Miranda ended his speech by mentioning the importance of the CSU presidential search, and he said the hiring team will deliver the best for CSU.

The CSU System Board of Governors made a mistake in ending McConnell’s tenure, and it is disappointing they will not hire Miranda to be the next president of CSU.

Too often in society, leadership positions are filled by individuals who clamor for attention in spite of actual service. Often our best leaders are those who do not want to lead, but when they are called to lead, they answer.

That is exactly what Miranda did, and through his Fall Address and leadership, he deserves to lead the institution he has been part of since 1982. 

Reach Michael Stella at letters@collegian.com or on Twitter @Michaelstella_.

Leave a Comment
Navigate Left
  • Souza: Email etiquette is dying, but it shouldnt be

    Collegian Columnists

    Souza: Email etiquette is dying, but it shouldn’t be

  • Pavelko: Despite comfort, studying in your bedroom isnt ideal

    Collegian Columnists

    Pavelko: Despite comfort, studying in your bedroom isn’t ideal

  • Pavelko: America has a weird conception of Valentines Day

    Collegian Columnists

    Pavelko: America has a weird conception of Valentine’s Day

  • Stegall: Dating apps are killing modern romance

    Collegian Columnists

    Stegall: Dating apps are killing modern romance

  • Proulx: SDC accommodations really are for everyone

    Collegian Columnists

    Proulx: SDC accommodations really are for everyone

  • McMillan: Job applicants deserve more respect from employers

    Collegian Columnists

    McMillan: Job applicants deserve more respect from employers

  • Seriously: CSU Snowriders think theyre better than you

    Collegian Columnists

    Seriously: CSU Snowriders think they’re better than you

  • Pavelko: Its OK if youve given up on your New Years resolutions

    Collegian Columnists

    Pavelko: It’s OK if you’ve given up on your New Year’s resolutions

  • Proulx: Yes, the Supreme Court is illegitimate

    Collegian Columnists

    Proulx: Yes, the Supreme Court is illegitimate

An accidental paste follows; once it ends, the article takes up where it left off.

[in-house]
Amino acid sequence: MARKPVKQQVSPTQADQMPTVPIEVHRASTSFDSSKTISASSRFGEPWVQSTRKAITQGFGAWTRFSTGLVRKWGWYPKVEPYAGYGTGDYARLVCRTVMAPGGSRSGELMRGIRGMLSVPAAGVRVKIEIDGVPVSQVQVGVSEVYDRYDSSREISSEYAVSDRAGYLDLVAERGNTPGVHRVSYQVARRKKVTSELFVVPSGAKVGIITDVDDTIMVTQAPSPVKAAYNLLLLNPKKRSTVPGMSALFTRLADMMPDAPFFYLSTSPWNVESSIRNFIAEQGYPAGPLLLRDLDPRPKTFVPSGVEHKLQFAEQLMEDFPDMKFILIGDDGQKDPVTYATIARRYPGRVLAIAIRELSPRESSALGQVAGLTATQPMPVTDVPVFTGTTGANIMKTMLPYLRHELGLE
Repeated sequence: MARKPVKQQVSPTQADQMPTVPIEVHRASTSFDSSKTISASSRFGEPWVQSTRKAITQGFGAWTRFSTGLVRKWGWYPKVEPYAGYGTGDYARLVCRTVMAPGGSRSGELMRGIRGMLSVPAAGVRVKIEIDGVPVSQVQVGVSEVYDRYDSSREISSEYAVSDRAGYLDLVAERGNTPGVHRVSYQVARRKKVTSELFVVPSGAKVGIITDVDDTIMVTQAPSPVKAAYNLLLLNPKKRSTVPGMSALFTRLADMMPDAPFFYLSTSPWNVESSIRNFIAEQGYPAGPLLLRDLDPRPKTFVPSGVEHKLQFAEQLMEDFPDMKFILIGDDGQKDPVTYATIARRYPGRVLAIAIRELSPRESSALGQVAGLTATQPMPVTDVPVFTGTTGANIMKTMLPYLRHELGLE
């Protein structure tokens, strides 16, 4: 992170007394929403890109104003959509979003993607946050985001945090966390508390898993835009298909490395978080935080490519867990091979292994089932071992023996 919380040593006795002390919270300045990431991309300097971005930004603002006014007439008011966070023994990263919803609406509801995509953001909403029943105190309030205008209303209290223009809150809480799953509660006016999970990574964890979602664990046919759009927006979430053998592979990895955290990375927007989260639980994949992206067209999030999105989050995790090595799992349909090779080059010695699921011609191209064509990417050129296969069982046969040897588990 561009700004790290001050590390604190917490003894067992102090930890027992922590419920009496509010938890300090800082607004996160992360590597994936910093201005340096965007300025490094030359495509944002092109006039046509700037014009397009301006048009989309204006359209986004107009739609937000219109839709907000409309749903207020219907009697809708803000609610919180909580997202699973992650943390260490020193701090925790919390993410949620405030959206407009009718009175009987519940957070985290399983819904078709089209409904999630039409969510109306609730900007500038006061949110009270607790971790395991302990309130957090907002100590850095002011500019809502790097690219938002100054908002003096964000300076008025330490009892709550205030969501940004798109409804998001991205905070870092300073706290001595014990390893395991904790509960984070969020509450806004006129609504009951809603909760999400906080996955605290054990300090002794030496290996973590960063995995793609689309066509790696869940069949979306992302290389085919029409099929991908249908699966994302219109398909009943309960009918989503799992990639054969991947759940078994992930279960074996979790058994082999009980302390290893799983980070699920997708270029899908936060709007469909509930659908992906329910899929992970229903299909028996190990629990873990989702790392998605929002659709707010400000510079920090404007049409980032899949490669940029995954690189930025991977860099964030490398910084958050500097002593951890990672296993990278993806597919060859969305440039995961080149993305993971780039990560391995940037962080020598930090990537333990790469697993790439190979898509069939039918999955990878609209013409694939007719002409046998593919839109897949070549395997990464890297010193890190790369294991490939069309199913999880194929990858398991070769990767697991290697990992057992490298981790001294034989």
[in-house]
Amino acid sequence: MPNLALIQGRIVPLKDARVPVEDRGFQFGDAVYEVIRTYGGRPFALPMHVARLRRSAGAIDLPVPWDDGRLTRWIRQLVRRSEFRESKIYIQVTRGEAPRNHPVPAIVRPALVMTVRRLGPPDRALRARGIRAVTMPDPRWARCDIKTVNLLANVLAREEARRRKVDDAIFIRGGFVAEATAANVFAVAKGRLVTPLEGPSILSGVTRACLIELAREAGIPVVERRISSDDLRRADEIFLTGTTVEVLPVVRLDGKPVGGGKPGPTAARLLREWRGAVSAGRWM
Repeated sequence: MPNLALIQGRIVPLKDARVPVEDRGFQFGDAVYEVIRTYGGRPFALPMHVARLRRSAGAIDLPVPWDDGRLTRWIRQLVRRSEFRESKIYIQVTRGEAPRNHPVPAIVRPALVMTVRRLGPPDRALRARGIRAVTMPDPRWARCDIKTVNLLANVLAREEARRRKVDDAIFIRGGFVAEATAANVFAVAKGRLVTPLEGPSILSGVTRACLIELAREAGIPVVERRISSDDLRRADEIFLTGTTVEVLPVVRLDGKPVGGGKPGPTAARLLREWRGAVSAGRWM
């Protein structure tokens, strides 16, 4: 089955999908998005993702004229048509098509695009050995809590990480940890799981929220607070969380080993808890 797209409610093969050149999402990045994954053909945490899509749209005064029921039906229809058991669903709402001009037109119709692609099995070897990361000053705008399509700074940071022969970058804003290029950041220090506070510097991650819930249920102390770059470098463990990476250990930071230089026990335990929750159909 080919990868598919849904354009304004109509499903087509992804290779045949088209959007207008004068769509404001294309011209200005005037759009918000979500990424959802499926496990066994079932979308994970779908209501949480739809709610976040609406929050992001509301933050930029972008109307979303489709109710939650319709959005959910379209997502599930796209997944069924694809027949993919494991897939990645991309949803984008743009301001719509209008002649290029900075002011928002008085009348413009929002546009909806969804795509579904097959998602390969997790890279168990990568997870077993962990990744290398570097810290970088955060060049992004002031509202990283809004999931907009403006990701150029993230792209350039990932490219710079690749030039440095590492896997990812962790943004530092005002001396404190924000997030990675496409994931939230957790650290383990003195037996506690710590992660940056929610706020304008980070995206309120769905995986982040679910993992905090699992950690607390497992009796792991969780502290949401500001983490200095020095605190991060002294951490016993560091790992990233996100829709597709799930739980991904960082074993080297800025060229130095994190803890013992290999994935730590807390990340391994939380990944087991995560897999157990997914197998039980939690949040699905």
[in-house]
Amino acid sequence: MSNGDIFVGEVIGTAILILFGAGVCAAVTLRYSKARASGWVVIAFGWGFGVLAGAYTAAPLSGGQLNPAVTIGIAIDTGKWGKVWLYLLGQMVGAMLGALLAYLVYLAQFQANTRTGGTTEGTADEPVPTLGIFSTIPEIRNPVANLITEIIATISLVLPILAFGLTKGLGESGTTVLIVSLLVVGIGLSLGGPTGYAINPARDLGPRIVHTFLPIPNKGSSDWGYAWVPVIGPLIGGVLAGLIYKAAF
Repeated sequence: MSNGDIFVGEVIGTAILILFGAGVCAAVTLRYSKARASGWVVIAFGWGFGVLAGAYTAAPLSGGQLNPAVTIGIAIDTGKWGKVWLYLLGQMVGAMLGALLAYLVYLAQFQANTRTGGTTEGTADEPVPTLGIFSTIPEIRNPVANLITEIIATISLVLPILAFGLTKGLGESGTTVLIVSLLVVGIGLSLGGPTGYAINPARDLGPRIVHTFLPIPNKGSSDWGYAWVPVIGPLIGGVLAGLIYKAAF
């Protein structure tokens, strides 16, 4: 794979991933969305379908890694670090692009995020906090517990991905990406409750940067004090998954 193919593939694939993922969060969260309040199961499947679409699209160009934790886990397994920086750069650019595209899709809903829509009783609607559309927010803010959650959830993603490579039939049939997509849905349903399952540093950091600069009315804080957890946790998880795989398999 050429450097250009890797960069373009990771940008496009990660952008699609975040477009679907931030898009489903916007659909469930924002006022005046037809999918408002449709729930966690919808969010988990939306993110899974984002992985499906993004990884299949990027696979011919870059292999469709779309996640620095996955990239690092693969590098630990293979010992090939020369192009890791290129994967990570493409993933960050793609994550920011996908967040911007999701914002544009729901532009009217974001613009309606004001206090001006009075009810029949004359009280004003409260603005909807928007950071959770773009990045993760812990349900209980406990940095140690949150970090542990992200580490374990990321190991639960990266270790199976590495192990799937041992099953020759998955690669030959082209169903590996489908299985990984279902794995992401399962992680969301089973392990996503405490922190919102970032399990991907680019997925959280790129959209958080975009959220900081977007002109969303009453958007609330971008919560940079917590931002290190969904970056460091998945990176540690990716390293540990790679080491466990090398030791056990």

• Cook: La cultura deportiva es simplemente mejor en el extranjero

    Collegian Columnists

    Cook: La cultura deportiva es simplemente mejor en el extranjero

Navigate Right

Hey, thanks for visiting Collegian.com!
We’d like to ask you to please disable your ad blocker when looking at our site — advertising revenue directly supports our student journalists and allows us to bring you more content like this.

Comments (0)

When commenting on The Collegian’s website, please be respectful of others and their viewpoints. The Collegian reviews all comments and reserves the right to reject comments from the website. Comments including any of the following will not be accepted. 1. No language attacking a protected group, including slurs or other profane language directed at a person’s race, religion, gender, sexual orientation, social class, age, physical or mental disability, ethnicity or nationality. 2. No factually inaccurate information, including misleading statements or incorrect data. 3. No abusive language or harassment of Collegian writers, editors or other commenters. 4. No threatening language that includes but is not limited to language inciting violence against an individual or group of people. 5. No links.
All The Rocky Mountain Collegian Picks Reader Picks Sort: Newest

Your email address will not be published. Required fields are marked *